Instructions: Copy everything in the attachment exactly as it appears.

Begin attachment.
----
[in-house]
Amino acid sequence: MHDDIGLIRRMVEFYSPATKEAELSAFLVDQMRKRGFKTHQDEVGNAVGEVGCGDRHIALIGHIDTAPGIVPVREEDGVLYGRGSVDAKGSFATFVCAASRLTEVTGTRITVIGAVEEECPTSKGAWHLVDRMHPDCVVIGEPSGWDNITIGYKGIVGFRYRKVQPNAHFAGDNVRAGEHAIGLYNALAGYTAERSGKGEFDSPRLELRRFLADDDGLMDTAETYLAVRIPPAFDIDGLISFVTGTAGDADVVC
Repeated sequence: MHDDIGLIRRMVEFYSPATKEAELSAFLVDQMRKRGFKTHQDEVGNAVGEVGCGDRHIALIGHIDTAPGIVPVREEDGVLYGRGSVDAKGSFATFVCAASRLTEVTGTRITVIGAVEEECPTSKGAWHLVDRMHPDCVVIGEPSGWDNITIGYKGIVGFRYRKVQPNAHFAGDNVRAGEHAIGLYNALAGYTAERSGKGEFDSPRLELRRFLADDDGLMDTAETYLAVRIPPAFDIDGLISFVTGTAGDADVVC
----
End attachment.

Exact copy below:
[in-house]
Amino acid sequence: MHDDIGLIRRMVEFYSPATKEAELSAFLVDQMRKRGFKTHQDEVGNAVGEVGCGDRHIALIGHIDTAPGIVPVREEDGVLYGRGSVDAKGSFATFVCAASRLTEVTGTRITVIGAVEEECPTSKGAWHLVDRMHPDCVVIGEPSGWDNITIGYKGIVGFRYRKVQPNAHFAGDNVRAGEHAIGLYNALAGYTAERSGKGEFDSPRLELRRFLADDDGLMDTAETYLAVRIPPAFDIDGLISFVTGTAGDADVVC
Repeated sequence: MHDDIGLIRRMVEFYSPATKEAELSAFLVDQMRKRGFKTHQDEVGNAVGEVGCGDRHIALIGHIDTAPGIVPVREEDGVLYGRGSVDAKGSFATFVCAASRLTEVTGTRITVIGAVEEECPTSKGAWHLVDRMHPDCVVIGEPSGWDNITIGYKGIVGFRYRKVQPNAHFAGDNVRAGEHAIGLYNALAGYTAERSGKGEFDSPRLELRRFLADDDGLMDTAETYLAVRIPPAFDIDGLISFVTGTAGDADVVC